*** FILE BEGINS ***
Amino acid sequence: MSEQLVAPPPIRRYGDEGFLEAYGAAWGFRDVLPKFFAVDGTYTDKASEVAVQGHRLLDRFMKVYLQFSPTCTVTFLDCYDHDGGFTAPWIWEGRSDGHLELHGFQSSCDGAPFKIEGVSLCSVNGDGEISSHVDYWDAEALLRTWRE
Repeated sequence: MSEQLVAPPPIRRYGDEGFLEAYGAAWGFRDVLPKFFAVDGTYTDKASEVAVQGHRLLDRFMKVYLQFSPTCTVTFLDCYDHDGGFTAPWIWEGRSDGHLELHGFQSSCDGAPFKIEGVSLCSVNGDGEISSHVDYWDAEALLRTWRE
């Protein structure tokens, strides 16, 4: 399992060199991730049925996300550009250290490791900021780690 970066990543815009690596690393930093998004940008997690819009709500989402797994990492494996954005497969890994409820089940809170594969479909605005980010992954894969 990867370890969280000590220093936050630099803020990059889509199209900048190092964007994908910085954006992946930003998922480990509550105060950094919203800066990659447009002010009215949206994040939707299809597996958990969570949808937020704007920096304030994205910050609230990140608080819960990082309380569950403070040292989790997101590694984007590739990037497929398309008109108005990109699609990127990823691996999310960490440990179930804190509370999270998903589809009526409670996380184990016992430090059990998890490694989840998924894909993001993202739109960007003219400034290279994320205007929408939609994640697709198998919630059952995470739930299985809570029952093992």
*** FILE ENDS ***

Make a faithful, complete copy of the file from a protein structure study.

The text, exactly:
Amino acid sequence: MSEQLVAPPPIRRYGDEGFLEAYGAAWGFRDVLPKFFAVDGTYTDKASEVAVQGHRLLDRFMKVYLQFSPTCTVTFLDCYDHDGGFTAPWIWEGRSDGHLELHGFQSSCDGAPFKIEGVSLCSVNGDGEISSHVDYWDAEALLRTWRE
Repeated sequence: MSEQLVAPPPIRRYGDEGFLEAYGAAWGFRDVLPKFFAVDGTYTDKASEVAVQGHRLLDRFMKVYLQFSPTCTVTFLDCYDHDGGFTAPWIWEGRSDGHLELHGFQSSCDGAPFKIEGVSLCSVNGDGEISSHVDYWDAEALLRTWRE
């Protein structure tokens, strides 16, 4: 399992060199991730049925996300550009250290490791900021780690 970066990543815009690596690393930093998004940008997690819009709500989402797994990492494996954005497969890994409820089940809170594969479909605005980010992954894969 990867370890969280000590220093936050630099803020990059889509199209900048190092964007994908910085954006992946930003998922480990509550105060950094919203800066990659447009002010009215949206994040939707299809597996958990969570949808937020704007920096304030994205910050609230990140608080819960990082309380569950403070040292989790997101590694984007590739990037497929398309008109108005990109699609990127990823691996999310960490440990179930804190509370999270998903589809009526409670996380184990016992430090059990998890490694989840998924894909993001993202739109960007003219400034290279994320205007929408939609994640697709198998919630059952995470739930299985809570029952093992």